Scotland's poor health record could be holding back the economy, according to a leading business group.
Employment rates, health and the economy are said to be interlinked
An annual survey by the Federation of Small Businesses found Scotland was making limited economic progress and none in health and education.
The report on wealth and health placed Scotland 15th out of 31 other major industrialised countries.
Andy Willox from the FSB said health improvements were needed to improve productivity and boost economic growth.
Switzerland retained its position at the top of the 2006 Index of Success, while Turkey remained at the bottom.
Scotland was found to be the sixth best performing area in Britain and it achieved the country's top UK-wide education rating.
However, Scotland came bottom for life expectancy. The study stated that, UK-wide, Scots were on average likely to die almost one year earlier than their neighbours in North East England, which was rated the UK's poorest region.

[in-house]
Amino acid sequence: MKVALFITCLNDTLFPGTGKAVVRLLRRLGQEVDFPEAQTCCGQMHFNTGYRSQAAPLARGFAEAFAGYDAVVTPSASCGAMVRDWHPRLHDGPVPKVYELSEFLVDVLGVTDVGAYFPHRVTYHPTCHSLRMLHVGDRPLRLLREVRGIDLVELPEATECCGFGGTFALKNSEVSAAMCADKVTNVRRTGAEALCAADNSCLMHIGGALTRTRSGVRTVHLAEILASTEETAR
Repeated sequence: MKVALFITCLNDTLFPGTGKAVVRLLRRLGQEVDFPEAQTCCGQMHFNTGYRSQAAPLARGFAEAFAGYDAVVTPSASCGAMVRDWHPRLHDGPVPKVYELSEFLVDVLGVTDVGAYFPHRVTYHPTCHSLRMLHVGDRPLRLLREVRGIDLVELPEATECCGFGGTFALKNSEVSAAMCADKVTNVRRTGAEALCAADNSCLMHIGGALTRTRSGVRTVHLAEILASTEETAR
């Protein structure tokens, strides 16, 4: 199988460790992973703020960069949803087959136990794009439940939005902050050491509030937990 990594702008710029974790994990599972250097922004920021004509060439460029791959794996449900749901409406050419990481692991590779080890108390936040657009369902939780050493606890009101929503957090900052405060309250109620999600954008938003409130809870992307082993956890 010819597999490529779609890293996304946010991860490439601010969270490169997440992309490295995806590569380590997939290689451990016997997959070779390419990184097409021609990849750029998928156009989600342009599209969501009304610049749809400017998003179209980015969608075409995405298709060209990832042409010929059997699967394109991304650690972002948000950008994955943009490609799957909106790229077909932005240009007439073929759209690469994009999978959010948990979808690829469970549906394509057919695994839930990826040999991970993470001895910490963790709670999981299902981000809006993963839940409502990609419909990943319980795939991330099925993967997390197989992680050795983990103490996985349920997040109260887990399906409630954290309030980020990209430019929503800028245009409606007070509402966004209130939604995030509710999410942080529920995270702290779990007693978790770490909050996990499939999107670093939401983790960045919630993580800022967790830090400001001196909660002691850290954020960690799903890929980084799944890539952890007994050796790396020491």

FSB Scottish policy convener Andy Willox said: "Health, education, the employment rate and economic performance are all interlinked.
"Improvements in health or education should help businesses recruit and retain healthy and highly skilled staff, thus boosting productivity and, ultimately, economic growth."
He said that while Scotland had made limited progress in economic performance, it was still a long way down the table.
"The only individual indicator that shows signs of movement is GDP per capita, which has elevated Scotland two places above France and Japan," he said.
"However, there has been no progress in health, education or the employment rate relative to the other countries of the OECD."
Mr Willox said he shared First Minister Jack McConnell's ambition to turn Scotland into the best small country in the world, but added that it was still well behind similar sized countries such as Norway, Ireland and Switzerland.